The Palmerstown House Estate Irish St Leger was the feature on the programme, and rapidly progressive stayer Order Of St George landed some tidy wagers when routing his older rivals under a confident Joseph O’Brien.
Available at 11-4 early but returned 5-4, he was settled out the back as Good Tradition forced a strong pace. However, the field tightened up markedly before the turn for home, with the market leader travelling noticeably strongly.
Brought between runners to lead three furlongs out, he galloped clear in tremendous style to put 11 lengths between himself and Agent Murphy, with County Hurdle winner Wicklow Brave running a superb race to take third place.
Said O’Brien: “It was a tough race, against older horses, but I thought it was a good race. They went very fast up front, Joseph felt they were going too hard, so he let them go. When they go that hard on that type of ground they’ll always come back, and that’s what happened.
“He handles an ease in the ground, travels really strongly, gets the trip and when Joseph said ‘go’ on him, he quickened really well. Unusual a horse with that sort of class stays that well - he’s very exciting.”
A Cup horse for the future, the two-mile race at Ascot on British Champions’ weekend has been put up as a likely next target, though the Arc hasn’t been ruled out.
A sad overtone to the race came from the demise of 2014 winner Brown Panther who suffered a compound fracture of a hind leg mid-race, was pulled up immediately, but couldn’t be saved.
Not only did O’Brien win the Group 1 Moyglare Stud Stakes with Minding, ridden by Seamie Heffernan, he completed a 1-2-3 with Ballydoyle and Alice Springs.
Favourite Ballydoyle travelled strongly on the front end and sought to see off all challenges, but Minding, who’s bred to appreciate ease in the going, moved up smoothly to challenge late, and ran on stoutly to beat her stable companion by three parts of a length, with Alice Springs a close third.
“We knew she would handle the going - her dam, Lillie Langtry, handled soft ground very well,” said O’Brien. “We thought she would improve from her last run, and she got the trip well. She could head to the Fillies’ Mile at Ascot next.”
After filling the frame in the Moyglare, O’Brien took the Goffs Vincent O’Brien National Stakes courtesy of a tremendously impressive display from Air Force Blue.
Despite concerns regarding the ground, he was backed into 10-11, and there was never a moment’s worry for his supporters, as he travelled ominously well, and quickened clear in the closing stages to beat Herald The Dawn by a comfortable three lengths.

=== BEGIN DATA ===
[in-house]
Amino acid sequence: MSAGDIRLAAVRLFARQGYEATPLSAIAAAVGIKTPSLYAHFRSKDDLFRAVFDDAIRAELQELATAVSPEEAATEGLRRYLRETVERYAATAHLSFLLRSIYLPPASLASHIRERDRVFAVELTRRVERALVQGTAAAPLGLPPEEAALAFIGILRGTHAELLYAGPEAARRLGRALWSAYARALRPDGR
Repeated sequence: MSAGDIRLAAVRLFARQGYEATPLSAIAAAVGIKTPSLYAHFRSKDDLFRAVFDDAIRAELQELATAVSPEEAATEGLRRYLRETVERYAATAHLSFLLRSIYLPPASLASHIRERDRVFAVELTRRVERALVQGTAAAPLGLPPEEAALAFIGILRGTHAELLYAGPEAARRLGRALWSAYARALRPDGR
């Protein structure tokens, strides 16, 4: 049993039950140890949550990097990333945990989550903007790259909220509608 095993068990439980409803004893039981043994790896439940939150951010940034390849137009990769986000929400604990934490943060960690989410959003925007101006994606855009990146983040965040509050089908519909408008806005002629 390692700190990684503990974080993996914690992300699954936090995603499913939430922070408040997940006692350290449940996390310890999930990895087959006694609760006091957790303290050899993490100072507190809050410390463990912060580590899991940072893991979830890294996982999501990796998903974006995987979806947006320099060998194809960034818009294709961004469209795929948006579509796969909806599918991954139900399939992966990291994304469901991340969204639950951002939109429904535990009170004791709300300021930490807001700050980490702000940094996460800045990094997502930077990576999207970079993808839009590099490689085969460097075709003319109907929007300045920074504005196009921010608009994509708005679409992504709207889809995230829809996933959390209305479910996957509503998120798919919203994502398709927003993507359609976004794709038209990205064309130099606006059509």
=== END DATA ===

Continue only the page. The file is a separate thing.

“Delighted with him,” said O’Brien. “We took a chance running him in ground he would have hated, but Joseph said he was running away the whole way, and couldn’t even get him back in behind them. He has that natural pace that real good horses have.”
Of possible future targets this season, O’Brien added: “He’s had four runs, so he’s learned plenty, but if he’s to run again I suppose it’ll be the Middle Park or the Dewhurst.”
The James Fanshawe-trained Ribbons left behind the disappointment of her recent Deauville defeat behind when taking the Group 2 Blandford Stakes under Tom Queally.
Patiently ridden, the mare moved to the front with a furlong to go, and stayed on well to beat the returning Tapestry by half a length.
Sole Power, trained by Eddie Lynam and ridden by Chris Hayes, did enough to fend off the late thrust of Maarek in the Group 2 Flying Five. Remarkably, the evergreen sprinter was recording his first win on turf in Ireland, both previous successes at home having come at Dundalk.
“The ground wasn’t ideal but we wanted to support the race,” said Lynam. “I thought for a second Jamie Spencer (rider of Maarek) was going to ruin my day. He’s been a great horse for me – he’s carried me for five or six years – and I’m delighted to win at home.”
Of future plans, he added: “He’s going to Paris for a weekend in October, to Hong Kong in December, and Dubai in March – the same old boring stuff.”
Glass House overcame a tough draw to land the valuable Tattersalls Ireland Sales Race for trainer Ger Lyons, who was denied a double when Fog Of War was touched off by the David Wachman-trained Torcedor in the finale. The opener was won in convincing fashion by the Richard Fahey-trained, Jamie Spencer-ridden George Bowen.
* The attendance was 10,384, down from 10,978 for the same day last year.